Translate / Traducir

The Durango Mint Pattern 8 Reales of 1840

by Kent Ponterio

1840 8R Do Pattern

Durango Mint 1840-OMC Pattern 8 Reales
Nickel plated copper, grained edge reeding.
Specific gravity of 8.83. KM-Pn57; BH-Pn48.

The Republic of Mexico produced "cap & ray" 8 Reales at fourteen different mints from 1823-1897. The mint located in Mexico City served as the primary mint for the central government. A regulation was in place that the remaining thirteen mints were required to obtain specific minting equipment such as dies and matrices directly from the Mexico City mint. For this reason, stylistically the coins struck by the various mints were intended to be virtually identical with the exception of mint marks and assayer's letters, however this was not always the case and at times they tended to vary greatly.

For numerous reasons several of the branch mints acquired dies and or hubs from sources other than the Mexico City mint. European firms such as the Soho mint in Birmingham England, among others were able to supply the Mexican branch mints with desperately needed items such as coining dies at a significantly cheaper cost and often with a quicker turn around rate than that of the Mexico City mint. Although the origin of manufacture for certain die styles is known, for several it is not. Dies manufactured from sources other than the Mexico City mint were considered contraband and therefore illegal. For this reason, it is unlikely any of the Mexican branch mints kept actual mint records that point to the origin of their manufacture.

The Durango Mint Pattern 8 Reales of 1840 has been subject to several theories as to where it may have originated. Examining the characteristics of this coin can however help point us in a better direction.

1. The coin has a specific gravity of 8.83 which makes it nickel plated copper rather than base metal silver or German silver as previously thought. Normally found with varying degrees of flat strike most likely due to the amount of pressure needed when striking hard metals such as nickel.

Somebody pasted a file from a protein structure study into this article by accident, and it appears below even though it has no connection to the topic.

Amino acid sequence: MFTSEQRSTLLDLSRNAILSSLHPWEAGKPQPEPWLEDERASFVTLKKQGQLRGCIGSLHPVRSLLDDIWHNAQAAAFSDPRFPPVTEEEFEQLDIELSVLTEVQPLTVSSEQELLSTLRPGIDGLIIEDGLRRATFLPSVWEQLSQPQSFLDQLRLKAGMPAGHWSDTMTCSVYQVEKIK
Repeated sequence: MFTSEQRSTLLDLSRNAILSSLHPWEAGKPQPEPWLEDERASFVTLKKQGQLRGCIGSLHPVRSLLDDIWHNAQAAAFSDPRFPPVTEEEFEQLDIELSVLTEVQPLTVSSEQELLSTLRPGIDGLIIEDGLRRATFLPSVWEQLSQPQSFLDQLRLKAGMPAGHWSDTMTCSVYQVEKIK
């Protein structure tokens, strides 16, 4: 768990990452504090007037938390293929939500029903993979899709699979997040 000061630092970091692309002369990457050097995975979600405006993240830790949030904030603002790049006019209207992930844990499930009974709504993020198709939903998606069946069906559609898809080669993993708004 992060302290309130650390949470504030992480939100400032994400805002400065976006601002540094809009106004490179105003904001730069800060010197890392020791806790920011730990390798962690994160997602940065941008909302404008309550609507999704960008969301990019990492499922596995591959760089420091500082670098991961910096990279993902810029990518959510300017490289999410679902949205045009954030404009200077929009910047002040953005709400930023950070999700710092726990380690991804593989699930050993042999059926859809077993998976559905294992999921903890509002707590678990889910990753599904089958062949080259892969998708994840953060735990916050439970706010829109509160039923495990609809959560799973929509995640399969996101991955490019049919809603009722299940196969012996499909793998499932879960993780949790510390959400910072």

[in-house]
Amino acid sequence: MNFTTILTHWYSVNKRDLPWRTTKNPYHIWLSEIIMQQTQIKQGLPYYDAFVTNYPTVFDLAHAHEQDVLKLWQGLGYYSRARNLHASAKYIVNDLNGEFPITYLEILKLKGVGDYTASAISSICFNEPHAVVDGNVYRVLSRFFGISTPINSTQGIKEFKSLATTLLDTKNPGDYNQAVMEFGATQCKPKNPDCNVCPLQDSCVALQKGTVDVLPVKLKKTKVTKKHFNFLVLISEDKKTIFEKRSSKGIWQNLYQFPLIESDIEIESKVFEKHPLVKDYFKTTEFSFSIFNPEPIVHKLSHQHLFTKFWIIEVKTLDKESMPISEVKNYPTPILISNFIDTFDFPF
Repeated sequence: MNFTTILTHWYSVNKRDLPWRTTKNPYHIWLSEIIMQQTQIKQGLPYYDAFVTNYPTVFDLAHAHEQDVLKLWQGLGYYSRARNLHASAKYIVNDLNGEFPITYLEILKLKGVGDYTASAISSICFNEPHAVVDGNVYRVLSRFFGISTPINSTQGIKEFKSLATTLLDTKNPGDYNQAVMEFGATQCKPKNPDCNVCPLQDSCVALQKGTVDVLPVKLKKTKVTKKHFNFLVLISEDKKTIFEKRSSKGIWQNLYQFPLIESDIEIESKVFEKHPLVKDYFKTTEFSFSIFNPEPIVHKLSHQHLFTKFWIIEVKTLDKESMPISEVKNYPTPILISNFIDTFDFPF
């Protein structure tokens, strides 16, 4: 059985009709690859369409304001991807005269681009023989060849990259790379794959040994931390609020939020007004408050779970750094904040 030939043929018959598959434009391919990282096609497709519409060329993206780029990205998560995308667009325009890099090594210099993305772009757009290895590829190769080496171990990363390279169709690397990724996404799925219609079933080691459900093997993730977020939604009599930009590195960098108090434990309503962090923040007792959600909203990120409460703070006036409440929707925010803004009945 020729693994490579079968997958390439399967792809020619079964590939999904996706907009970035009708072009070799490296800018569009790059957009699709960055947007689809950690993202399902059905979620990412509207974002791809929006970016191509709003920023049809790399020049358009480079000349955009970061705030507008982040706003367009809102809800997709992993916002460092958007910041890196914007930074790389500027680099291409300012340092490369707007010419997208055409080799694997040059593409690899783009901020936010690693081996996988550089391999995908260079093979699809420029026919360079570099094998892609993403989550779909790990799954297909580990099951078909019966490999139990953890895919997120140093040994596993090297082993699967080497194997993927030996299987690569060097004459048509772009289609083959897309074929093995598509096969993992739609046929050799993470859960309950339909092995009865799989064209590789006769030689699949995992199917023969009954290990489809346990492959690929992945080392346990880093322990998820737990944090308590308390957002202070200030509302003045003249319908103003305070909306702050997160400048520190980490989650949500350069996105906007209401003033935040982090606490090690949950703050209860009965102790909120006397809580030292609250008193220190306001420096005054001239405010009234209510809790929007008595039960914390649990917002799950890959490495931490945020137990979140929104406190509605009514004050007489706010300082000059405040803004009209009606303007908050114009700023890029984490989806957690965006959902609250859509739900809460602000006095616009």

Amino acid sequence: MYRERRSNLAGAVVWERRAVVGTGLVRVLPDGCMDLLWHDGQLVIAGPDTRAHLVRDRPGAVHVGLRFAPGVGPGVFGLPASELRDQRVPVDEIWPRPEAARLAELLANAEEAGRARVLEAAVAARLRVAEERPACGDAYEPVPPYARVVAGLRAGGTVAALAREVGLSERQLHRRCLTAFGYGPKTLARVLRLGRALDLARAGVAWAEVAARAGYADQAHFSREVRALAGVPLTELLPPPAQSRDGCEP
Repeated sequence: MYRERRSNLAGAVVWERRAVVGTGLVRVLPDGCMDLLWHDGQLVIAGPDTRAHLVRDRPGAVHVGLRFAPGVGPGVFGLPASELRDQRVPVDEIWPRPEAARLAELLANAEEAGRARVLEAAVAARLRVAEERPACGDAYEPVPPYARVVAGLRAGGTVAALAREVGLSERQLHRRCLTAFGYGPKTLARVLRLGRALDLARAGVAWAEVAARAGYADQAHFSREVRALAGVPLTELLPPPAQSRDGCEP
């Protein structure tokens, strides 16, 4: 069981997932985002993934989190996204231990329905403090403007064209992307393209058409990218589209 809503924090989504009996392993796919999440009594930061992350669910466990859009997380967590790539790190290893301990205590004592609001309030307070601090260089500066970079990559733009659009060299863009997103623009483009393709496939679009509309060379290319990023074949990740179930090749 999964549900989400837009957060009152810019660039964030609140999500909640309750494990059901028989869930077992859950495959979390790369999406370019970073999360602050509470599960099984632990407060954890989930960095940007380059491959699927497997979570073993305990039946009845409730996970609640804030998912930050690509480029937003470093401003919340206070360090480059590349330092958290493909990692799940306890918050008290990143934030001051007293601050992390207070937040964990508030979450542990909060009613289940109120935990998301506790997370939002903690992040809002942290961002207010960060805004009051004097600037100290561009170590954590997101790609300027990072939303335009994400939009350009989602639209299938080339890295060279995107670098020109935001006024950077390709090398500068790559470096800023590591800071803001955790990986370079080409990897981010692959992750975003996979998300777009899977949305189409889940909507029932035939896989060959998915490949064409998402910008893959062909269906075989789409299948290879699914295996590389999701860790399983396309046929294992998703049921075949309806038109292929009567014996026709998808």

2. The coin is struck with a steam press rather than with a screw press and bears reeded edge rather than a milled edge. The letters "O.M.C." in place of the assayer's initials could possibly represent "Oeschger Mesdach & Co." also known as "Eschger, Ghesquiere & Co." This firm had offices in France, as well as other countries in Europe and produced coins for various countries. ForrerForrer, Biographical Dictionary of Medallists cites "Flans et pieces de monnaies de nickel, de cuirvre et de bronze fabriques par MM. Oeschger, Mecdach et Cie" in his "Biographical Dictionary of Medallists." The metal, style and method of which this pattern was produced along with the placement of "O.M.C." in the legend would suggest that this is the firm responsible for its manufacture.

Another pattern was of silver plated nickel. The following example was "struck without eagle's breast in full relief which is a common sight on the other examples either silvered bronze or silvered nickel patterns of this type. Edge is also incomplete with about a third of it not having reeding".

1840 8R Do Pattern obverse1840 8R Do Pattern reverse

KM-Pn59. Silver-Plated Nickel 8 Reales Pattern, 1840-Do OMC (Stack's-Bowers Auction, 13 February 2019, lot 71086)